In Trelawney's Divination class, Harry fell asleep and dreamed that he was flying on the back of a huge eagle owl. He flew toward an old, ivy-covered house on a hill and entered an upstairs window. He flew on the owl along a passageway to a room which was dark because its windows were boarded up. He left the owl's back. The owl went to a chair with its back to Harry, out of sight. Harry saw two things on the floor: a large snake and Wormtail. Harry watched as someone in the chair tortured Wormtail with the Cruciatus Curse after telling him that his blunder hadn't ruined everything after all. When Harry woke from this dream, he knew it was significant and he immediately left to tell Dumbledore (GF29).
During the summer after his fourth year, Harry had nightmares for weeks in which he revisited the graveyard in which Cedric had died, and 'even when he escaped nightmares about Cedric he had unsettling dreams about long dark corridors, all finishing in dead ends and locked doors, which he supposed had something to do with the trapped feeling he had when he was awake (OP1).' Harry hadn't even committed the offense for which he had the disciplinary hearing at that point, let alone had he visited the Ministry and seen the door in question. Those dreams, of course, could have been caused either by feedback from his connection with Voldemort, or by his own unusual talent.
On Harry's first night in Grimmauld Place, he fell asleep thinking he heard 'others making their way upstairs...In fact, many-legged creatures were cantering softly up and down outside the bedroom door, and Hagrid... was saying, 'Beauties, aren't they, Harry? We'll be studyin' weapons this term...' And Harry saw that the creatures had cannons for heads and were turning to face him' and ducked. Cantering is something either centaurs or thestrals might be expected to do, and both are later involved with the Battle of the Department of Mysteries - centaurs in both the confrontation with Umbridge and the Fountain of Magical Brethren, thestrals as transportation to the battle (OP6).
Through the days in Grimmauld Place prior to his disciplinary hearing, Harry slept badly, and continued having dreams about corridors and locked doors that made his scar prickle, although he'd never seen the door in waking life until the morning of his hearing (OP6).
On the night before catching the Hogwarts Express at the start of his fifth year (also, unknown to Harry at the time, the night Sturgis Podmore was arrested), Harry had a troubled night's sleep. 'His parents wove in and out of his dreams, never speaking; Mrs. Weasley sobbed over Kreacher's dead body watched by Ron and Hermione, who were wearing crowns, and yet again Harry found himself walking down a corridor ending in a locked door' (OP10). On the surface, the crowns are a symbol of the newly awarded prefects' badges, but it seems significant that Hogwarts will be spending most of the year listening to 'Weasley Is Our King' - especially since Draco hadn't even written it yet. (He wrote it specially when Ron became Keeper.) Interesting, in that light, that Hermione would be crowned alongside Ron. Kreacher seems like a symbol of Sirius' ultimate fate in this context.
Next we come to a dream that Harry himself thought was complete rubbish: the dream interrupted by his vision of Voldemort's giant snake. Harry dreamed he was back in the Room of Requirement with Cho, who was accusing him of luring her there under false pretenses, saying that he had promised her 150 Chocolate Frog cards if she showed up (same as the number of points a successful Seeker scores in a match - Harry, Cho, and Cedric, of course, were all Seekers for their respective teams).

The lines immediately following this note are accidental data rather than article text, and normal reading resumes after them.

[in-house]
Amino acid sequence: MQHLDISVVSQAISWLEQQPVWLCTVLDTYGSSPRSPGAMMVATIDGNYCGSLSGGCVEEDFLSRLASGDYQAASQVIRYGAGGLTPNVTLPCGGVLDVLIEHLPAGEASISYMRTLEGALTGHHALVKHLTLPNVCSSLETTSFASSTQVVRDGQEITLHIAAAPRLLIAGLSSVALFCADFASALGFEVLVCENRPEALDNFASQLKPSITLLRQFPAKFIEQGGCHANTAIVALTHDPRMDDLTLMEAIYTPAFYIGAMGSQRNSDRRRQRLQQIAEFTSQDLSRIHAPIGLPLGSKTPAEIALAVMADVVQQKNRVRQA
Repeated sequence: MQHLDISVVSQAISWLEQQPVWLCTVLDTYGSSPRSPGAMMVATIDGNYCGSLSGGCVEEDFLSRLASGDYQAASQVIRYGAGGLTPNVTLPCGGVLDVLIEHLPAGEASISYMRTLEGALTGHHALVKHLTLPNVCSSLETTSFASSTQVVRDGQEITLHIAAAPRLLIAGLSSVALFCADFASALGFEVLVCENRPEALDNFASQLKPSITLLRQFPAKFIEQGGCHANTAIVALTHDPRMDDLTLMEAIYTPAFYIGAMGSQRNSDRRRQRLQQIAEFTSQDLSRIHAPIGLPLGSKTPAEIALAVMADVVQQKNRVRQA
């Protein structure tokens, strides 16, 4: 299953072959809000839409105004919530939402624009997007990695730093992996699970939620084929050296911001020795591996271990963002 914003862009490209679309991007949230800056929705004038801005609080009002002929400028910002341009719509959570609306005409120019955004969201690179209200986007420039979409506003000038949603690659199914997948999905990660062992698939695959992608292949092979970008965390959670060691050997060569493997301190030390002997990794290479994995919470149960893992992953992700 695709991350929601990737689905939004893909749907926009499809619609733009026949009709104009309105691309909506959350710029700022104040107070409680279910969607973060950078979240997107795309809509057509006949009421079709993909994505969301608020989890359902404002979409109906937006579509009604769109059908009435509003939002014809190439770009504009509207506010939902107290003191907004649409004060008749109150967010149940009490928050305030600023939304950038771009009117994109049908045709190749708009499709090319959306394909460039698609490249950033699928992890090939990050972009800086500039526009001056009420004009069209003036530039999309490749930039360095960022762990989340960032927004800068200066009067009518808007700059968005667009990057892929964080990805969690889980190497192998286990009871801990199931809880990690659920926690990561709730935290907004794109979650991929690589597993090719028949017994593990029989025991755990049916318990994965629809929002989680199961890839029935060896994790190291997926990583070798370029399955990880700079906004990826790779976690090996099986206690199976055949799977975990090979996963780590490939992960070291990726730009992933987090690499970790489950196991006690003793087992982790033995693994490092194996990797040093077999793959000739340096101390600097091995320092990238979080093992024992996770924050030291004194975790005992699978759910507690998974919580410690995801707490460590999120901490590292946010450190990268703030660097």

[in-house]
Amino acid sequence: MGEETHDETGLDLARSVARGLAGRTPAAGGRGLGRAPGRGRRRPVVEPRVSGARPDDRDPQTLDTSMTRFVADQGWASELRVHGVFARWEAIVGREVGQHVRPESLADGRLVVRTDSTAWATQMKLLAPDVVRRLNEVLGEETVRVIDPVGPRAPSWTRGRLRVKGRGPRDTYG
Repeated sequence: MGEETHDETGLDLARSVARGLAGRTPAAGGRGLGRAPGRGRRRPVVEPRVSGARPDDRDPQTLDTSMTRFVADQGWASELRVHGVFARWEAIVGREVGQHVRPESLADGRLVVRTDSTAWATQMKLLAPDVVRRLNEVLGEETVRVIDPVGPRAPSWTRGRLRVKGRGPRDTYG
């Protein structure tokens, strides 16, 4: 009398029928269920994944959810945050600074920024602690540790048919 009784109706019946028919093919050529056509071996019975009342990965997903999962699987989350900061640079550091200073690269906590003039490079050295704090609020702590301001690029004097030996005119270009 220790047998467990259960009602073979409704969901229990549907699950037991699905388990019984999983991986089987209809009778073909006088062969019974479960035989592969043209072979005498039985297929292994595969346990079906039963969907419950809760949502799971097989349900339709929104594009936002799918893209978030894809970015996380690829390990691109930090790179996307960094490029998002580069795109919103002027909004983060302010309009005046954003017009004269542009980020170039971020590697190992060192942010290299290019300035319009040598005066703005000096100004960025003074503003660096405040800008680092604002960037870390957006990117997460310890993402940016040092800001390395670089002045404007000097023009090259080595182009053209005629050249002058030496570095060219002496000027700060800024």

Harry protested... Cho shouted, 'Cedric gave me loads of Chocolate Frog cards, look!' And she pulled out fistfuls of cards from inside her robes and threw them into the air, and then turned into Hermione, who said, 'You did promise her, you know, Harry...I think you'd better give her something else instead...How about your Firebolt?' And Harry protested that he couldn't give Cho his Firebolt because Umbridge had it, and anyway the whole thing was ridiculous, he'd only come to the DA room to put up some Christmas baubles shaped like Dobby's head...Given the previous (GF29) dream's Firebolt symbolism, interesting that Hermione would say that Harry should give Cho the Firebolt instead.
The famous witches and wizards cards resonate with the wizarding portraits; the image of them being thrown into the air is reminiscent of the ending of Alice in Wonderland, as Alice screamed that they were nothing but a pack of cards as they flew at her, waking to find her sister brushing leaves off her. Harry would have reason to associate Cedric with the portraits, given Vi running around the portraits on the night of their selection as Triwizard champions.
Given Dobby's decoration of the Room of Requirement for Christmas, the dream's inverted decorations are a neat touch, but consider the stuffed house-elf heads decorated for Christmas at Grimmauld Place where Harry actually did spend Christmas later, although he thought at the time he fell asleep that night he'd be spending Christmas at the Burrow.
Early in his sixth year, Harry dreamed of Ron chasing him with a Beater's bat the night after he began realizing that his own feelings for Ginny were less than platonic (HBP14). This was followed by dreams about Ginny herself (HBP15), but these don't seem to require a Seer to interpret them.
After Dumbledore's death, Harry's dreams "were thick with cups, lockets, and mysterious objects that he could not quite reach, though Dumbledore helpfully offered [him] a rope ladder that turned into snakes the moment he began to climb..." (HBP30)